On Wednesday last week CPI (consumer price index) data came out higher than expected, and the markets assumed inflation was on its way to winning a gold medal. Treasuries slumped and investors pushed up the odds for multiple Federal Reserve interest rate increases in 2018 and beyond. This CPI inflation report was eagerly anticipated following robust wage data earlier this month that sent treasury yields higher and started a rout in equities, pushing the main indexes into the first correction in two years. Even worse, the CPI data suggested consumer spending was slower.
Like the Olympics, the direction and speed of inflation see their share of hype and drama. But at the end of the competition, if you want to be on the podium you need to throw down back-to-back 1440s and then finish big. Core CPI only increased 0.3% following a 0.2% gain in December, and the year-on-year rate of change was steady at 1.8%. This will just not get you on the podium in Pyeonchang!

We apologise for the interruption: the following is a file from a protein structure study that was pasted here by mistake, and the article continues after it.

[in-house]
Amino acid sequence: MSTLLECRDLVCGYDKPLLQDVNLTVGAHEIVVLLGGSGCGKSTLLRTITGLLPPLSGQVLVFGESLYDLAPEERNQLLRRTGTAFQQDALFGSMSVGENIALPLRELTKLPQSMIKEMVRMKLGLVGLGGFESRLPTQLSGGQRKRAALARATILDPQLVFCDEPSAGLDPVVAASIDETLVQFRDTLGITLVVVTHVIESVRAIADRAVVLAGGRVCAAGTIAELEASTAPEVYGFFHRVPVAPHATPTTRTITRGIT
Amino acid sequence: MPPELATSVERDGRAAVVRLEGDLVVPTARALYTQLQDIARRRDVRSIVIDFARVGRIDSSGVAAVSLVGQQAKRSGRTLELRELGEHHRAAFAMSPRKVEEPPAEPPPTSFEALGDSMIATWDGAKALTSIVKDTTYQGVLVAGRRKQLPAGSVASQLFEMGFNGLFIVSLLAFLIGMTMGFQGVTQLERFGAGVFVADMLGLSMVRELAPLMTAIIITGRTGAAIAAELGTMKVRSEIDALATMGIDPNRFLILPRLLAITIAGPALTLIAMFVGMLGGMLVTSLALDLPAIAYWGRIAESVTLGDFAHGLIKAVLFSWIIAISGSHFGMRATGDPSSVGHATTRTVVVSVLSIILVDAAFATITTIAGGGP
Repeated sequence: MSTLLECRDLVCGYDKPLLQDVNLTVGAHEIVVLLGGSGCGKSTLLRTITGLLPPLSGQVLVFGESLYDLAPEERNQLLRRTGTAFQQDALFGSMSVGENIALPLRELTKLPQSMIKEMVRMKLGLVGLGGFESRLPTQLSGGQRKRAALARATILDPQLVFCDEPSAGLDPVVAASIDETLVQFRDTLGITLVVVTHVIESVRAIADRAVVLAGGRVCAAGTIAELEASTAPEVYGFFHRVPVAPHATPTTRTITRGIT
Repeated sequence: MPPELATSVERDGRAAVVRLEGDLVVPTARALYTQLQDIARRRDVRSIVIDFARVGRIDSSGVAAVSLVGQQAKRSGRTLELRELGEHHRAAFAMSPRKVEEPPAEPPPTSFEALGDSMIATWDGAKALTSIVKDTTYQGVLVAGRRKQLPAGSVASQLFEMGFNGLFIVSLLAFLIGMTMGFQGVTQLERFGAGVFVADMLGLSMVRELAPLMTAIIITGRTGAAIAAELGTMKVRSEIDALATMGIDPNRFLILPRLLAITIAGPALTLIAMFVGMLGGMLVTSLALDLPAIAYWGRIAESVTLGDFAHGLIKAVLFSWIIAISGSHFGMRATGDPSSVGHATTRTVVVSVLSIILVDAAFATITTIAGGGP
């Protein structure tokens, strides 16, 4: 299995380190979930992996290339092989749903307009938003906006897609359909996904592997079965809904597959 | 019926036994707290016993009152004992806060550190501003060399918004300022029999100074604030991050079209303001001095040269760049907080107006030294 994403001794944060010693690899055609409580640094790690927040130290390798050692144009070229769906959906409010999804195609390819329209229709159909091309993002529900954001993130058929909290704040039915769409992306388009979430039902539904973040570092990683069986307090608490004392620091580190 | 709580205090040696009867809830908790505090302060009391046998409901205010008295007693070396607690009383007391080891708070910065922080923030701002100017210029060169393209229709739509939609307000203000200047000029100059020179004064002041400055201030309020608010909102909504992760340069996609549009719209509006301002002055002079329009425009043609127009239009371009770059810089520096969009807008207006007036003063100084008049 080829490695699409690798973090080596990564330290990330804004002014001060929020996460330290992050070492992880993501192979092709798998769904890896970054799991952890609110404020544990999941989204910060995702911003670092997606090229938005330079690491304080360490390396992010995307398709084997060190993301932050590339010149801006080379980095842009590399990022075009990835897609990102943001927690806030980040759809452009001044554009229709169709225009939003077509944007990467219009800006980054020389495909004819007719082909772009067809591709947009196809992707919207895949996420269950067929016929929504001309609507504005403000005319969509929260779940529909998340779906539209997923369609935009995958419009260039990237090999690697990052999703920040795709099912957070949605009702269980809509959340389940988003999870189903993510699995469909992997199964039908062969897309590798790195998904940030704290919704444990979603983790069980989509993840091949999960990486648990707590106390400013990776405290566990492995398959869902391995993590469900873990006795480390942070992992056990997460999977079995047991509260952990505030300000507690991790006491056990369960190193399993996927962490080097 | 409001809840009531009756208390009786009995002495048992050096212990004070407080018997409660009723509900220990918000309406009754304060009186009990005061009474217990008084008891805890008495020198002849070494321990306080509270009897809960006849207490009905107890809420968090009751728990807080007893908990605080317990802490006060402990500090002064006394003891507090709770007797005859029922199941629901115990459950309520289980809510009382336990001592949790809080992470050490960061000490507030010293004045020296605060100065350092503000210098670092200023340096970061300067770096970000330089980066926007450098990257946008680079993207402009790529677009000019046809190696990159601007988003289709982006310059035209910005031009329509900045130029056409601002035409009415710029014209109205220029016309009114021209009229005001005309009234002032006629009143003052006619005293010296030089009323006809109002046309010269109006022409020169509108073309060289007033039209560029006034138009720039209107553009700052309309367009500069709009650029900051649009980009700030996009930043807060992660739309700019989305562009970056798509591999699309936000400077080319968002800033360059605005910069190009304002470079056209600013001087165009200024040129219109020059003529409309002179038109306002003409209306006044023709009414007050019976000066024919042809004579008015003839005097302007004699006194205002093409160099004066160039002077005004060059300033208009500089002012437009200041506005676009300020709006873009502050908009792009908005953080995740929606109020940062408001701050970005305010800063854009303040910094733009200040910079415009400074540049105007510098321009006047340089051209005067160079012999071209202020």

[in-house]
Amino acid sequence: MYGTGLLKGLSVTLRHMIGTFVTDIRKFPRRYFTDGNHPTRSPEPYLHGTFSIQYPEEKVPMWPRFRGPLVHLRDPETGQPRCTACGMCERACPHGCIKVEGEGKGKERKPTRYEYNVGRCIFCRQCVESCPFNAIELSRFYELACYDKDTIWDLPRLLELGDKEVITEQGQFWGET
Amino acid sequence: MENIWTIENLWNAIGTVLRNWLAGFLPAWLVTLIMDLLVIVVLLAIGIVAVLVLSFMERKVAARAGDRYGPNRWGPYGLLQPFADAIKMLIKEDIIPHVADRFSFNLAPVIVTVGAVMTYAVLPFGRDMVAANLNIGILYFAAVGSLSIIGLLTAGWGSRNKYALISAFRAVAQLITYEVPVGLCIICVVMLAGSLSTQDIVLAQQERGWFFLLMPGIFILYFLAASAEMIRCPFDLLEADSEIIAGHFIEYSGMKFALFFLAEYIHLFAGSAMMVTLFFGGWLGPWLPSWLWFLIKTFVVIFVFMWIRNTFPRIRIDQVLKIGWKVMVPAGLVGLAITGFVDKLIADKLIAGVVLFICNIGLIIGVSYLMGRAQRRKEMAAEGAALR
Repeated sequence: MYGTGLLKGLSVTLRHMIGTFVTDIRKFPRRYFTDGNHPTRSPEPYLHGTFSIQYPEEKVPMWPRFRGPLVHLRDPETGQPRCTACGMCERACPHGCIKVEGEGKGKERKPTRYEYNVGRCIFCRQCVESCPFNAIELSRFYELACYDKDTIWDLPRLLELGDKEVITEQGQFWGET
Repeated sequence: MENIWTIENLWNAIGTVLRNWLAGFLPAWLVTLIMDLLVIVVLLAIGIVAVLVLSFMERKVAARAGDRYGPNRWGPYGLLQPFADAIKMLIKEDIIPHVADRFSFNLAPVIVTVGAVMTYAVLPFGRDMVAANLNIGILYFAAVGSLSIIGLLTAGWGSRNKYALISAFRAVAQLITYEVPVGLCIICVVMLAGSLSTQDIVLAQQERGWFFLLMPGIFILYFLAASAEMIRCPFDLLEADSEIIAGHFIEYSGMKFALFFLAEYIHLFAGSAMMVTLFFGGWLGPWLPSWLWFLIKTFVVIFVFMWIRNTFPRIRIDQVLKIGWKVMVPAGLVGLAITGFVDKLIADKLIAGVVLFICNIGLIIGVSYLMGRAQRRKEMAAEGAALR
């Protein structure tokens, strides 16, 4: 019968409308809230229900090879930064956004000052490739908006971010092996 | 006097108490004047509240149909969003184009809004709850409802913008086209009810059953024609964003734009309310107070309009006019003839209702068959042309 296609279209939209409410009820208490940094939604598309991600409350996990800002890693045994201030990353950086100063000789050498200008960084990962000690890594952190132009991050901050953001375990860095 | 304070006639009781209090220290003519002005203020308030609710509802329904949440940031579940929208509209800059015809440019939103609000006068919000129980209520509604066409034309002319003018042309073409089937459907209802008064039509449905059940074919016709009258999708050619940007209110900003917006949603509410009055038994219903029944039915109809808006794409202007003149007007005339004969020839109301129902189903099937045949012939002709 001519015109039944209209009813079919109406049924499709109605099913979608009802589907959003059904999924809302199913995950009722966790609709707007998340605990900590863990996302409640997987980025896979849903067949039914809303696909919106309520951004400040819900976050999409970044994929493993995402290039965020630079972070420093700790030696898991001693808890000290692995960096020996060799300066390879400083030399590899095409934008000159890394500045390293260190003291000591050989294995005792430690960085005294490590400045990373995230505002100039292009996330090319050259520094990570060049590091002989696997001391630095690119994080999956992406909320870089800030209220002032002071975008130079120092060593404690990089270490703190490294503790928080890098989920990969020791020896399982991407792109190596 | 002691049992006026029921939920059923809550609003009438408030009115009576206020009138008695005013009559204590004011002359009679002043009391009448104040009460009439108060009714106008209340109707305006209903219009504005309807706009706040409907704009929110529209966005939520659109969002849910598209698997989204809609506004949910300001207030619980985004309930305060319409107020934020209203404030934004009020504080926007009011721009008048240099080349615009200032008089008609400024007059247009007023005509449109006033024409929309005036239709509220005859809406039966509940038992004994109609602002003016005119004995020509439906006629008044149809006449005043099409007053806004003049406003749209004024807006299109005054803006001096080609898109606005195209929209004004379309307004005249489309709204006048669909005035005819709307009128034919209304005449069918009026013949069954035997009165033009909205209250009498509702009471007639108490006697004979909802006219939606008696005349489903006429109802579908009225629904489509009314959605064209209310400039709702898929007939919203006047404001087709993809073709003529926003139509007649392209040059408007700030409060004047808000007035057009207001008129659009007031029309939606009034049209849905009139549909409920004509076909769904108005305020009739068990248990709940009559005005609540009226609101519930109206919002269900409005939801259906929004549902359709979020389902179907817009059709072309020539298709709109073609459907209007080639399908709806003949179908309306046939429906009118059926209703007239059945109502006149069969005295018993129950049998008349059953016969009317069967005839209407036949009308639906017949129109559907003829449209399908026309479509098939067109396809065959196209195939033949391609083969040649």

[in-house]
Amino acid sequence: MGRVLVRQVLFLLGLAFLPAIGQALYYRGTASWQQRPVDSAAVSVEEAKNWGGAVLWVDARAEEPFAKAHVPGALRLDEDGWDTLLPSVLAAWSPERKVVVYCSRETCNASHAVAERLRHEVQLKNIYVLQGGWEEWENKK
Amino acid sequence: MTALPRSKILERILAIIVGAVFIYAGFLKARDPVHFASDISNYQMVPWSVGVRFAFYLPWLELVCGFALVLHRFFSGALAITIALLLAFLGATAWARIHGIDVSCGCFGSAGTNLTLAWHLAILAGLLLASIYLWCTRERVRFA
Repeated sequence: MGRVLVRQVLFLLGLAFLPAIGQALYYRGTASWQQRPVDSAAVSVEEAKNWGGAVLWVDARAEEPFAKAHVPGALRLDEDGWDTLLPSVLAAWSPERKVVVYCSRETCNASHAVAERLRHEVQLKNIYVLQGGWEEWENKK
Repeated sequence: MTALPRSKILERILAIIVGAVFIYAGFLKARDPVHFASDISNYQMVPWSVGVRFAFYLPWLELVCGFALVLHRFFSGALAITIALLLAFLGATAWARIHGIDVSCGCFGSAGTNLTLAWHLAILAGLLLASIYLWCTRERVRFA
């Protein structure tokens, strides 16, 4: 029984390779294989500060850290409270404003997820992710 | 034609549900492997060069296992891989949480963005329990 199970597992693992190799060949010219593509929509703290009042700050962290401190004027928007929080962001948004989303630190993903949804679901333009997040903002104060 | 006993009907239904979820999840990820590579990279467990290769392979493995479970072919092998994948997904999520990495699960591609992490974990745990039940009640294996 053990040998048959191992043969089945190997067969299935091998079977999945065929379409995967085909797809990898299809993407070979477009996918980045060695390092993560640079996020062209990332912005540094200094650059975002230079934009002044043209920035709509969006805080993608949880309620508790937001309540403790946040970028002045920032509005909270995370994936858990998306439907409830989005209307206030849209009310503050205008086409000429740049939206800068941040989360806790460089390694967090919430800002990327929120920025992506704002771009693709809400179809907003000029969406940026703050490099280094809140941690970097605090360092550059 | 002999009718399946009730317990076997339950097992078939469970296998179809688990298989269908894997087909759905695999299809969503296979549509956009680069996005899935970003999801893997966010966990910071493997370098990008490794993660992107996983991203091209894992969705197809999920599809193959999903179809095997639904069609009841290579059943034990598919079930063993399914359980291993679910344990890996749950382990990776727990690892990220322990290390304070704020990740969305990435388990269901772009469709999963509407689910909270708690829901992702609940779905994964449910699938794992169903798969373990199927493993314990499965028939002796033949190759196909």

When we look for a medal winner in inflation the trick we are looking to see is a meaningful and sustained increase in the PCE (personal consumption expenditures), which is the main inflation measure used by the Federal Reserve. It has been a long time since this measure was above 2%, and the chart does not tell a compelling story likely to soon end with inflation on the podium.
It’s hard to win a medal. It takes years of training, good coaches and more than a little luck and timing. Is inflation going to win one someday? The effort is certainly there. Slack in the economy is evaporating, unemployment is at cyclical lows, economic growth is likely above trend and the federal deficit is poised to go above 5% in 2019, which can stoke higher rates as the treasury looks to borrow over a trillion dollars. But luck may not be on the side of inflation, as worker productivity and wages remain stuck, and demographics and high debt levels are not supportive. Work, luck and timing.
Well, there is always another Winter Olympics in four years!
Sources: Bloomberg, The Financial Times, The Bureau of Labor Statistics
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